Say Goodbye to Products & Services Tabs on LinkedIn Company Pages – Say Hello to Better Social Media Participation

written by: Mike Granetz

April 3, 2014

It’s not necessarily earth-shattering news with respect to your social media presence, but it’s a shift that should get your attention. By mid-month, LinkedIn will be “retiring” the Products & Services tabs on company pages. Any Blade Runner fans appreciate the replicant reference?

In any case, this means that you need to find new LinkedIn real estate for touting the benefits of your products and/or services. LinkedIn itself offers some options and justifications for this refinement, chief among them being the use of “your company updates for your products and/or services content.”

The logic actually speaks to a smarter way to keep what you do well in your customers’ and clients’ line of sight. In a Twitter-like way, an expected pulse of content updates on your LinkedIn status is a way to snag a slice of audience attention in a world of increasingly scattered attention spans. Having what you do parked on a static social media page does little to convey the dynamism of what you do. And in any case, isn’t that what your website is for? The whole point of a social media platform is to be, well, social.

Compare it to a cocktail party: You can only hand someone your business card once. After that, you need to start and sustain a conversation (not a monologue, mind you!) that speaks to your capability. Letting dust gather on a social media property will hurt, rather than help your credibility.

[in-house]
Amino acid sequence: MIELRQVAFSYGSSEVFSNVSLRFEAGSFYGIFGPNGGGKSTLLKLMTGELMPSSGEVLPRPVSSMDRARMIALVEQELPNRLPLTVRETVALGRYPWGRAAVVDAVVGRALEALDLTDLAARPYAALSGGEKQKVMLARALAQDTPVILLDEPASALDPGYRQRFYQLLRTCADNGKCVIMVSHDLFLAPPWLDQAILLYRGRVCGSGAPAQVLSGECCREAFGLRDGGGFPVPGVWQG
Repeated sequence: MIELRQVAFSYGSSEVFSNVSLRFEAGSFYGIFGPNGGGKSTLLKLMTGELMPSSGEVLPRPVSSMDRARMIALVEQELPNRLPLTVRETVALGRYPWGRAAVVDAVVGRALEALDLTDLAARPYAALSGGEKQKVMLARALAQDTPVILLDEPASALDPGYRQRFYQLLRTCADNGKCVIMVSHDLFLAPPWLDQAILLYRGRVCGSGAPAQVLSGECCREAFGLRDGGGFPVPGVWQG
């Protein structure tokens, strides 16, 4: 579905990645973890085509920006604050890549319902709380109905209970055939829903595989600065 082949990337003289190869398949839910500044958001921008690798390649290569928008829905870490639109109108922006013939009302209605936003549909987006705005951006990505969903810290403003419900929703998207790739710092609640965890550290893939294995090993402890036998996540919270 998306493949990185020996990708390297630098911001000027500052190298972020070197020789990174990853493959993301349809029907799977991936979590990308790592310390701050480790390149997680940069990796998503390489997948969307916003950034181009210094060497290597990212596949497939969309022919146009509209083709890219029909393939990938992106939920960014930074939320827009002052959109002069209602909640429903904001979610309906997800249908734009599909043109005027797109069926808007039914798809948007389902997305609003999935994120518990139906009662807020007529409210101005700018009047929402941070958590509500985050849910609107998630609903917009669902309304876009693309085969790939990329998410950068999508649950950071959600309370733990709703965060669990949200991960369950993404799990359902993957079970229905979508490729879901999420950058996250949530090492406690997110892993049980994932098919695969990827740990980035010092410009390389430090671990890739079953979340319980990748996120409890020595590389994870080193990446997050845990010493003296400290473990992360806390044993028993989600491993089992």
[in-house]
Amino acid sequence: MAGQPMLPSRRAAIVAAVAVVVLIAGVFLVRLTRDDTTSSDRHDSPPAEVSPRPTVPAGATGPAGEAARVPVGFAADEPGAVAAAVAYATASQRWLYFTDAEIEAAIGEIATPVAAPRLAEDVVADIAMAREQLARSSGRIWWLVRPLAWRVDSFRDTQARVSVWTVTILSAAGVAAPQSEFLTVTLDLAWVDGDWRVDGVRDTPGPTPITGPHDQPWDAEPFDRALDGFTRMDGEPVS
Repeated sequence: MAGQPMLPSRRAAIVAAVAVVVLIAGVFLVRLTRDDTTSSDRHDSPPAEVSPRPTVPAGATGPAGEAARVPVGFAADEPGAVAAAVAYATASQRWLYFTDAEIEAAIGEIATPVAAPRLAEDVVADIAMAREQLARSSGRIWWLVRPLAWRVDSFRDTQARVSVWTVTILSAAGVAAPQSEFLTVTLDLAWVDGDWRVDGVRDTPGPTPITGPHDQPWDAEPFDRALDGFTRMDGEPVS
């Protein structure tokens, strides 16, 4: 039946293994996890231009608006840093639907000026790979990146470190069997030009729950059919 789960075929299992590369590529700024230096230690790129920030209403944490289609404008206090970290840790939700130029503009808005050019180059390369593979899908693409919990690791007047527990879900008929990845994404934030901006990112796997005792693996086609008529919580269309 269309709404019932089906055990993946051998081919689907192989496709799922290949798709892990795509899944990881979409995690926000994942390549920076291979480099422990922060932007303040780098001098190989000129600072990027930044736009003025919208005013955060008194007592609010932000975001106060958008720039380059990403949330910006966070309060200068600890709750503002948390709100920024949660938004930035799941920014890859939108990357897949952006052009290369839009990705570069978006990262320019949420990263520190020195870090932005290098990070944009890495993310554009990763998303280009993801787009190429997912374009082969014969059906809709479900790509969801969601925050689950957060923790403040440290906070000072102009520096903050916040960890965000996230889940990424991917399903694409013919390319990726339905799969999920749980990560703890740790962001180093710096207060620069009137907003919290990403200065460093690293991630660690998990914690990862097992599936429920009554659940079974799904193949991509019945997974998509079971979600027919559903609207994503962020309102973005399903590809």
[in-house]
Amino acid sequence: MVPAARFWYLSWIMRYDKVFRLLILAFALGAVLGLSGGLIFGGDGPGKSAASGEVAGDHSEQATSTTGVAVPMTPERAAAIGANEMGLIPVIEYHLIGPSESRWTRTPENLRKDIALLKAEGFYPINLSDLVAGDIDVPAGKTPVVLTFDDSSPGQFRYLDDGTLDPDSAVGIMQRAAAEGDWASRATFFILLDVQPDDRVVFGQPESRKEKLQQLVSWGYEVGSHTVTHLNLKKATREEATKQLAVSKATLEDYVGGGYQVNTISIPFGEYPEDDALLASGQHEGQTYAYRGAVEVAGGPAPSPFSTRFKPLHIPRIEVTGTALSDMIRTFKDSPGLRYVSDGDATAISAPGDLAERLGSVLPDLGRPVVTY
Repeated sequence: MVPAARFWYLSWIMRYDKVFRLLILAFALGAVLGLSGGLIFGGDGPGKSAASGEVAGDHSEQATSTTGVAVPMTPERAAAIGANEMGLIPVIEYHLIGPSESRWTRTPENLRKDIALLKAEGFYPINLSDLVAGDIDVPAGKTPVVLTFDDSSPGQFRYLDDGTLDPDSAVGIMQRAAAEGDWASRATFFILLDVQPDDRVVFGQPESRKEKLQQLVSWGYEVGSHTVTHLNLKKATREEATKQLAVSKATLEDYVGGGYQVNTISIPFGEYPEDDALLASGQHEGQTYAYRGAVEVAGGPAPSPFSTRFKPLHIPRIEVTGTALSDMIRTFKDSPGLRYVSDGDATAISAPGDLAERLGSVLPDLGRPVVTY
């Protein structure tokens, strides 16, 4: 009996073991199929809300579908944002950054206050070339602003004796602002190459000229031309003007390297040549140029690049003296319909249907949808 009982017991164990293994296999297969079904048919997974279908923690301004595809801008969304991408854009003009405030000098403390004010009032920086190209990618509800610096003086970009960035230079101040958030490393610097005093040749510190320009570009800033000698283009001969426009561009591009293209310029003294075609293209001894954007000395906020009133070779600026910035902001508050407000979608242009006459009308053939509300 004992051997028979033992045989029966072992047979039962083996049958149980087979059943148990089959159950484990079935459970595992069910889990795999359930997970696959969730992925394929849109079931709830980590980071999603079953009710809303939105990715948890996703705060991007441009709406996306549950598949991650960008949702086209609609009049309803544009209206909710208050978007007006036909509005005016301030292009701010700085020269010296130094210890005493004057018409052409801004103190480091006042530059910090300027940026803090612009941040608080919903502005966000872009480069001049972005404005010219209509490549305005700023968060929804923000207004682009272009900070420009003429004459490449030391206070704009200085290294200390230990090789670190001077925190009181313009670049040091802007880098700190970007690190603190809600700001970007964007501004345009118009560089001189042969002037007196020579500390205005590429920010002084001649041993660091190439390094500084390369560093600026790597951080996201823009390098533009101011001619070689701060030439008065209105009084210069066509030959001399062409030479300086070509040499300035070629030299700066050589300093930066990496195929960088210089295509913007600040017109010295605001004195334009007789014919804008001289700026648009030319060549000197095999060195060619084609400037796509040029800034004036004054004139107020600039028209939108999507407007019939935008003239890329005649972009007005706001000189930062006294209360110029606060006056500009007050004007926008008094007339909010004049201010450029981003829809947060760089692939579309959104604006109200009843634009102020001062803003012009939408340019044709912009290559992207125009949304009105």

So, what’s your next move with LinkedIn? Per the advice on their explanatory page, you can concentrate on sharing the brilliance of what you do via updates and Showcase pages. The use of updates is especially intriguing because it demands at least semi-regular attention in order to refresh the content. You have to think about shifting away from the straight-ahead sales pitch, and instead share recent successes, company announcements, examples of expertise (e.g. blog posts, concept papers in your Knowledge Center, etc.) that don’t simply talk about what you do, but more effectively prove it!

The shift is another example of how social media engagement is as active as it is interactive. You need to be managing these properties, populating them with content and conversation that invites involvement at best, and provides intrinsic value to your audiences at the very least. Ultimately, it’s further proof that we no longer want to be told why you’re good at what you do; we want to be shown.

Want to learn more about managing your company LinkedIn presence? Email us or give us a call 877-703-PEAK.

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